This article was written for CEA Fest 2011 Newsletter ‘Contour’.
Some of the finest monuments of India can really give us an insight into the civil expertise of workmen and craftsmen of yesteryear. India has an extremely rich craft tradition, distinguished by great aesthetics and multifarious art history. Intricate designs, patterns, painfully crafted monuments, temples and sculptures, all are magnificent masterpieces of craftsmanship. All Indian crafts and patterns were mostly depictions of everyday living, socio political conditions and palace and court scenes.
Ajanta and Ellora Caves, located in the City of Gates Aurangabad are some of the earliest monuments which exhibit the architectural and structural expertise of Indian artists. 31 rock cut cave monuments, chiseled out from a single rock mountain without any kind of machinery and turned into huge prayer halls, are the surviving manifestations of the ancient sculptors’ perseverance and commitment. Interestingly, it was a Britisher who accidentally discovered the entrance to one of the cave temples while hunting for tiger. Soon, Ajanta Caves became renowned for their exotic setting, impressive architecture featuring colossal figurines of Buddha, historic artwork depicting Jataka Tales, and a long-forgotten history.
Mount Abu, Rajasthan only hill station, is the home to one of the most beautiful Jain pilgrimage sites in the world. The Jain Dilwara Temples are testimonies to the fact that world class expertise and creativity of Indian craftsmen knew no boundary. Although the Jains built some of the most beautiful temples in the other parts of India, none come close to these in terms of architectural perfection. Stunning use of marble and the simplicity the simplicity in architecture truly reflect Jain values like honesty and frugality. Intricate and exquisite cravings upon archways, pillars, ceilings and panels showcase the ornamental detailing and perfection of the creators.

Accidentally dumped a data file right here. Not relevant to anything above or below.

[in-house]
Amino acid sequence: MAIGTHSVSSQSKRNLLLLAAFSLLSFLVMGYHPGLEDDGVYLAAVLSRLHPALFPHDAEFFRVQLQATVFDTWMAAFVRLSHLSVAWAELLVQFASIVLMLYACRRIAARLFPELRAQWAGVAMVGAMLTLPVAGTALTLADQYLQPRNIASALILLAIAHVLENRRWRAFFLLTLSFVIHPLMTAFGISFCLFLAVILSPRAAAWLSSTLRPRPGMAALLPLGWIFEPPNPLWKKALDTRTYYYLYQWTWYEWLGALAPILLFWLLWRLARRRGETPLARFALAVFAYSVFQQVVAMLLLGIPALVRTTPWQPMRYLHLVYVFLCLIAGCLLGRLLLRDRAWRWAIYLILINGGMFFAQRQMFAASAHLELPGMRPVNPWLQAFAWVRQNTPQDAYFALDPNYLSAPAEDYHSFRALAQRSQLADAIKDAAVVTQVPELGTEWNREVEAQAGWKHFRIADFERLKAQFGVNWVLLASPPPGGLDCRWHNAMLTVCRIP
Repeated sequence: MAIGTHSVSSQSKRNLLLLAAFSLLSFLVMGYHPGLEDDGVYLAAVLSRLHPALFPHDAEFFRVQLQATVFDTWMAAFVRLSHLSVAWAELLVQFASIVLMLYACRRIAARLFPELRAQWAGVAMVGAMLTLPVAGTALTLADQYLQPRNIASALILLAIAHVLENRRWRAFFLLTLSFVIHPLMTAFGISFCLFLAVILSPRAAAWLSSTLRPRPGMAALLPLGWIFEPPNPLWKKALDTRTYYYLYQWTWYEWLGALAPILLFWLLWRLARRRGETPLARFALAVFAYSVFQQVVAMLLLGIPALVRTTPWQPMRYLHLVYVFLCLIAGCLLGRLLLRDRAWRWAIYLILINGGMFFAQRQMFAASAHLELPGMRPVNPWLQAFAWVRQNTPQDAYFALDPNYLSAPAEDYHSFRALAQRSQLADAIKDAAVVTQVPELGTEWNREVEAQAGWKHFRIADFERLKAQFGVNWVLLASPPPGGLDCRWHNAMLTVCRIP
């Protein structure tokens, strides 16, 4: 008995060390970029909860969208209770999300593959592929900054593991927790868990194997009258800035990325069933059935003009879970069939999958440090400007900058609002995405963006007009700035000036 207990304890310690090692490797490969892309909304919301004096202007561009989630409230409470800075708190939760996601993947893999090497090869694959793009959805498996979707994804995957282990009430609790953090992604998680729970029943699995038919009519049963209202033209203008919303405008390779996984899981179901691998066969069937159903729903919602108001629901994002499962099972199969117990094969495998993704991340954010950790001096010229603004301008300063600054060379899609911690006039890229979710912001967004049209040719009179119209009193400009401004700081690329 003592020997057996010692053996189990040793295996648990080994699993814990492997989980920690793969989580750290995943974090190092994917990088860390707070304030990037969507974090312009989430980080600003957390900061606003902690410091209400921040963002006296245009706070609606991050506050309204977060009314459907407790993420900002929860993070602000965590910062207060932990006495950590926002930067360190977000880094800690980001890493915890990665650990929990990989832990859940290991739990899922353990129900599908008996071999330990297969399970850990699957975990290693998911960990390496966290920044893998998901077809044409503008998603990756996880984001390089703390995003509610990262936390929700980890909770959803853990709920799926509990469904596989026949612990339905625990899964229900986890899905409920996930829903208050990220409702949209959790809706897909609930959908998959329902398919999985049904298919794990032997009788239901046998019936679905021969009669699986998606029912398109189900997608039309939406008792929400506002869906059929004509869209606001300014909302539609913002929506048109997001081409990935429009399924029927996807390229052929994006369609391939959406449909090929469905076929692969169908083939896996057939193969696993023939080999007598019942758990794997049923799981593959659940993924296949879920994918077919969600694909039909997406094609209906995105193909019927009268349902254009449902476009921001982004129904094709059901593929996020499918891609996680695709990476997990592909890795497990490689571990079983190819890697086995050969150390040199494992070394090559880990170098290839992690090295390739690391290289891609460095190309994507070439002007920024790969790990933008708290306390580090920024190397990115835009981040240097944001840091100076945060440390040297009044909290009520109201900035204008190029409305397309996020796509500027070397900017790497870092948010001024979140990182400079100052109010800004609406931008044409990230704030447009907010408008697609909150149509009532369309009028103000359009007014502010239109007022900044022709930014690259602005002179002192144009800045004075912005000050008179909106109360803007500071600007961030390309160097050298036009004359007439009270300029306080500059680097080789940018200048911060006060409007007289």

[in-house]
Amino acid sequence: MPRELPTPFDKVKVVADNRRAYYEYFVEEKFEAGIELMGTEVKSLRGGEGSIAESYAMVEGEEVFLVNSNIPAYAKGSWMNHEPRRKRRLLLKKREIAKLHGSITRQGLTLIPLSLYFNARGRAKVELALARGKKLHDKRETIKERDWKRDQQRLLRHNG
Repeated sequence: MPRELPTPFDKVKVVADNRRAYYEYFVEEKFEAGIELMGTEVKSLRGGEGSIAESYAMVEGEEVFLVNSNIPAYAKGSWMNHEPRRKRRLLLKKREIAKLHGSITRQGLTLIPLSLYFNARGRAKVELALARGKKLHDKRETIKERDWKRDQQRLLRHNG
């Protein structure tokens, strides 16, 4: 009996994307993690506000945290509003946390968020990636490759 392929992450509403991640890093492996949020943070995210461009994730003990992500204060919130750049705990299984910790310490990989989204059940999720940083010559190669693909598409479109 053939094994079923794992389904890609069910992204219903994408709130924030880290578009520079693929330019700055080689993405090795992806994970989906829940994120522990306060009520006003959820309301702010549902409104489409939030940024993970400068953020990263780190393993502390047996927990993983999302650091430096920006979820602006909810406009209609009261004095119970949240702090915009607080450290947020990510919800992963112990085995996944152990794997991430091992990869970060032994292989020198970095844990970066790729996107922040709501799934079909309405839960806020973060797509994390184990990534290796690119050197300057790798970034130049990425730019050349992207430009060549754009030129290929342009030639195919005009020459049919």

One of the largest forts in the world, the Jaisalmer fort can be seen like a rising mountain as soon as you enter the Golden City of Jaisalmer. The fort, built on hillock called Trikuta Hill, is like a huge crown as it can be practically spotted from any part of the city. During medieval times, it housed the royal families as well as the families of the royal attendants. 3 layers of yellow sandstone walls were built to protect the residents from enemies. The roofs were made up of wood to keep the rooms cool. Every kind of civic facility like wells, shops, schools, temples etc was made available to ensure standard quality of living. Thus, even after 900 years, more than 40,000 descendants reside in that fort without AC or coolers in the harsh climatic conditions of Rajasthan. A millennium old structure along with a millennium old basic facilities sustaining about one fourth of an Indian city’s population is no mean feat. And it only goes on to show that how proficient and resourceful were our architectural ancestors.
Likewise, the Somnath Temple in Gujarat, the Sun Temple in Konark, Golconda Fort in Hyderabad and many such structural wonders which adorn our motherland makes me feel privileged and blessed as an Indian.